There is turkey running loose on the deck of our ship. The crew has named it Socrates for reasons having vaguely to do with one of them having read a book once. The turkey is not full grown but neither was it a baby.”Too small to fry,” the Captain says, throwing his extra shoe at it. The captain, having only one leg, repurposes the extra shoe of every pair as his throwing shoe. Sometimes he ties a string to it for easier retrieval.

For being one of a species of the most landlubbing birds, Socrates is suprisingly sure-footed on deck, good at both avoiding the sudden strikes of the mecurial captain’s spare footware and adjusting to the pitch and yaw of the ocean. It was as if he had been born at sea, had come from a long line of turkeys specialized to the rocking motions of seafaring. He never shows the slightest twinge of seasickness in even the worst storms.

He lives mostly on potatoes and the worms he finds in them like hidden gifts. The ship has been lost at sea for weeks with three storage-holds of potatoes bound for a distant western shore, and the more time passes, the better the turkey eats. We pick out the worst of potatoes and set it in a bowl by the main mast. Some of the crew pretend it is just way to test to see of the cargo was still edible, but really it is from fondness. We have bonded with the sea-turkey, sensing in it a kindered spirit, a fellow flightless traveler of stormy waters.

I have even fashioned for Socrates a small tent—made by binding spare bits of rope an an old and tattered skirt between the rail and the gangway. The skirt has been left behind by a former romantic interest of the captain. She had disappeared mysteriously between ports and for months afterwards it would be the Captain’s habit to stand at the railing, holding the skirt to his cheek, sighing and wiping a tear from his one human eye with the hem.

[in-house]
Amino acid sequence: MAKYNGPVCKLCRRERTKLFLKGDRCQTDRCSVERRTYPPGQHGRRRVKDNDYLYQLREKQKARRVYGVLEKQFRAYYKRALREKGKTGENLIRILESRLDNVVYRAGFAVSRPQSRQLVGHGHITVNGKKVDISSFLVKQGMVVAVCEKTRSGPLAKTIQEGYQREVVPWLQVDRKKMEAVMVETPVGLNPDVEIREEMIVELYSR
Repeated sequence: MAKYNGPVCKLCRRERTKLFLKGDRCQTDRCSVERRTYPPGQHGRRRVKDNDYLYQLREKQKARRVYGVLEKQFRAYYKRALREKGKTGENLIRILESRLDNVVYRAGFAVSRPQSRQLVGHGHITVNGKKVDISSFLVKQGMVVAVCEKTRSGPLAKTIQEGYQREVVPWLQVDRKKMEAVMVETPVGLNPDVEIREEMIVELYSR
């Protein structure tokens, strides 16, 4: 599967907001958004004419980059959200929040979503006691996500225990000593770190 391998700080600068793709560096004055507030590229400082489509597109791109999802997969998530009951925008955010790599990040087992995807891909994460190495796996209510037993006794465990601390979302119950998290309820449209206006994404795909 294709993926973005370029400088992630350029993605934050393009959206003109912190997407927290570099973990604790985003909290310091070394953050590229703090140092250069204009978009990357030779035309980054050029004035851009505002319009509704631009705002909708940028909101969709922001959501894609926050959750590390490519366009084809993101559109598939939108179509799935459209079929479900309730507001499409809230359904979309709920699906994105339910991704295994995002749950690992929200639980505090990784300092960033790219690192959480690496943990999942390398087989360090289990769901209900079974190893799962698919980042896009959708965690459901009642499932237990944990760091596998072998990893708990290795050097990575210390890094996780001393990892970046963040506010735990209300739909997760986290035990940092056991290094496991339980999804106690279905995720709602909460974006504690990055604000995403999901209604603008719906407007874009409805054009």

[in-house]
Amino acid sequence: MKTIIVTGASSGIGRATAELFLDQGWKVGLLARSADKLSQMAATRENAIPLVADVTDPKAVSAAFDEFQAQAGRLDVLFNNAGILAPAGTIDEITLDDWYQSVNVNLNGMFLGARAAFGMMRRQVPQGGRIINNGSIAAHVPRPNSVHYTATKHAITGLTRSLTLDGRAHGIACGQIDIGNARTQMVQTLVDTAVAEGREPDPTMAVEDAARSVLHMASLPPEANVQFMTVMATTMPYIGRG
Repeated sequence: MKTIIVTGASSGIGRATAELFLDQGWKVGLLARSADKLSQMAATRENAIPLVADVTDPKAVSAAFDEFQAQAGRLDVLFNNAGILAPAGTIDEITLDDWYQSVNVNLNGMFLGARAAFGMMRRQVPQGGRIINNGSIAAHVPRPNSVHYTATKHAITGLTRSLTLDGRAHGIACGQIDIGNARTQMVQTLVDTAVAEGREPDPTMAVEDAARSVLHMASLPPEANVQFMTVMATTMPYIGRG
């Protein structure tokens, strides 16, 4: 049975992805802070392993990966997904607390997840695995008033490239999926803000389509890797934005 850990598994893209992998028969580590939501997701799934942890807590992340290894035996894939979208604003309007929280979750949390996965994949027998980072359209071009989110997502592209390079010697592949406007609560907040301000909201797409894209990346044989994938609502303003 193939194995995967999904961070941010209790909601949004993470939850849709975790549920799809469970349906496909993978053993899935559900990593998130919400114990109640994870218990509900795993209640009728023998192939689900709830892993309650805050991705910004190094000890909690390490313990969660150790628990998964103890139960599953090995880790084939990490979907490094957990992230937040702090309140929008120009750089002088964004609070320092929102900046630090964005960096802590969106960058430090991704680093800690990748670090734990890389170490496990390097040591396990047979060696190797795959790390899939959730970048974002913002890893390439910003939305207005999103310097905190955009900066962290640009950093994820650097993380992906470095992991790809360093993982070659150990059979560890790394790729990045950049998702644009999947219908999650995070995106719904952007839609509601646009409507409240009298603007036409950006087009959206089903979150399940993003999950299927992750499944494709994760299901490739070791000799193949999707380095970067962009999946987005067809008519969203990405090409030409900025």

On a particularly dark and stormy night I had even stumbled upon the captain with the nozzle of his gun to his temple as he sat with the skirt layed out out across his bunk. The captain was petting the skirt and saying softly: “shush.”

But the captain was holding the gun with his plastic hand and the plastic finger was not even on the trigger.

Eventually he forgot the woman, let the skirt fall into misuse as a dishtowel, a rag, a thing for polishing portal windows, finally to be discarded altogether on the floor in the pantry. And now it is the roof of the Sea Turkey’s happy home, while the skirt’s original owner has probably long since been eaten and shit out by a whale.

About the Author

Grant Bailie

Grant Bailie is the author of the novels Cloud 8 and Mortarville, as well as numerous stories online and in print. His latest novel, New Hope for Small Men is available in e-book form under the auspices of Necessary Fiction, where it was first serialized. His book TomorrowLand--an illustrated novel of sorts--is due out in the fall through Red Giant Books Mr. Bailie currently lives in Lakewood, Ohio, which is a stone’s throw from Cleveland. He knows this because sometimes the people in Cleveland throw stones.

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